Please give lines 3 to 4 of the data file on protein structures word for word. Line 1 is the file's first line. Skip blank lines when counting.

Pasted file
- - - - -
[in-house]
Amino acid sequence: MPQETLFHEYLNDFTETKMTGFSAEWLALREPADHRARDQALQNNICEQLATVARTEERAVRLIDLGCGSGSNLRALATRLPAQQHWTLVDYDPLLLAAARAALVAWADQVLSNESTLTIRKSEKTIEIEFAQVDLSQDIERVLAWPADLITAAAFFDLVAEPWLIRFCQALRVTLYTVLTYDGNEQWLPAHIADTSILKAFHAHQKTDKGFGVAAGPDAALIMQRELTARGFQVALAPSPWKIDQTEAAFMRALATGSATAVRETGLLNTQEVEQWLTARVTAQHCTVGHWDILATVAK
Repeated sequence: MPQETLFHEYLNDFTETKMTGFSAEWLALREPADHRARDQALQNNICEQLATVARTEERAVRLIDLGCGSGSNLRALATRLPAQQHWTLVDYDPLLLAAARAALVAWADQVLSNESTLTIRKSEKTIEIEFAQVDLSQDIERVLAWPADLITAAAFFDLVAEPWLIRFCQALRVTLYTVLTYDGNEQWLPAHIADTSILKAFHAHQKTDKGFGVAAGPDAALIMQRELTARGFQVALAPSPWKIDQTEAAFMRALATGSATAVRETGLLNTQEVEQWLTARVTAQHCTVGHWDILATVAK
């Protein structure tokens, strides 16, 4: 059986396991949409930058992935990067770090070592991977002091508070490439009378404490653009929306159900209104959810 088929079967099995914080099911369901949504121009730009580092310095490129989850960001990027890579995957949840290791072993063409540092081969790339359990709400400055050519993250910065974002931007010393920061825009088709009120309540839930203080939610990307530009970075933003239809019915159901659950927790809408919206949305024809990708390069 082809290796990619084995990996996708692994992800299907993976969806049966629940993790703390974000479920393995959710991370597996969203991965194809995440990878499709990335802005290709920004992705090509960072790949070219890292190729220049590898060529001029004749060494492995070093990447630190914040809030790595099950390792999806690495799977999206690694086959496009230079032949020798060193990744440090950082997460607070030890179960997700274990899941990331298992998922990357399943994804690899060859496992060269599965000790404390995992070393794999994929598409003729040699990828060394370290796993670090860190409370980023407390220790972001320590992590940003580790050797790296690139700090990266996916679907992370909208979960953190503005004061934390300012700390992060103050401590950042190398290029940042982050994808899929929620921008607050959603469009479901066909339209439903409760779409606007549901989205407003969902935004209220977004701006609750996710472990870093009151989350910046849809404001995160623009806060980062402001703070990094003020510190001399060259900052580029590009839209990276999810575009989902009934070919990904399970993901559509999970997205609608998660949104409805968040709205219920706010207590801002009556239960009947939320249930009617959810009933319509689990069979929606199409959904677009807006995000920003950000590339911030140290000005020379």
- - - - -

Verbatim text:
Repeated sequence: MPQETLFHEYLNDFTETKMTGFSAEWLALREPADHRARDQALQNNICEQLATVARTEERAVRLIDLGCGSGSNLRALATRLPAQQHWTLVDYDPLLLAAARAALVAWADQVLSNESTLTIRKSEKTIEIEFAQVDLSQDIERVLAWPADLITAAAFFDLVAEPWLIRFCQALRVTLYTVLTYDGNEQWLPAHIADTSILKAFHAHQKTDKGFGVAAGPDAALIMQRELTARGFQVALAPSPWKIDQTEAAFMRALATGSATAVRETGLLNTQEVEQWLTARVTAQHCTVGHWDILATVAK
């Protein structure tokens, strides 16, 4: 059986396991949409930058992935990067770090070592991977002091508070490439009378404490653009929306159900209104959810 088929079967099995914080099911369901949504121009730009580092310095490129989850960001990027890579995957949840290791072993063409540092081969790339359990709400400055050519993250910065974002931007010393920061825009088709009120309540839930203080939610990307530009970075933003239809019915159901659950927790809408919206949305024809990708390069 082809290796990619084995990996996708692994992800299907993976969806049966629940993790703390974000479920393995959710991370597996969203991965194809995440990878499709990335802005290709920004992705090509960072790949070219890292190729220049590898060529001029004749060494492995070093990447630190914040809030790595099950390792999806690495799977999206690694086959496009230079032949020798060193990744440090950082997460607070030890179960997700274990899941990331298992998922990357399943994804690899060859496992060269599965000790404390995992070393794999994929598409003729040699990828060394370290796993670090860190409370980023407390220790972001320590992590940003580790050797790296690139700090990266996916679907992370909208979960953190503005004061934390300012700390992060103050401590950042190398290029940042982050994808899929929620921008607050959603469009479901066909339209439903409760779409606007549901989205407003969902935004209220977004701006609750996710472990870093009151989350910046849809404001995160623009806060980062402001703070990094003020510190001399060259900052580029590009839209990276999810575009989902009934070919990904399970993901559509999970997205609608998660949104409805968040709205219920706010207590801002009556239960009947939320249930009617959810009933319509689990069979929606199409959904677009807006995000920003950000590339911030140290000005020379």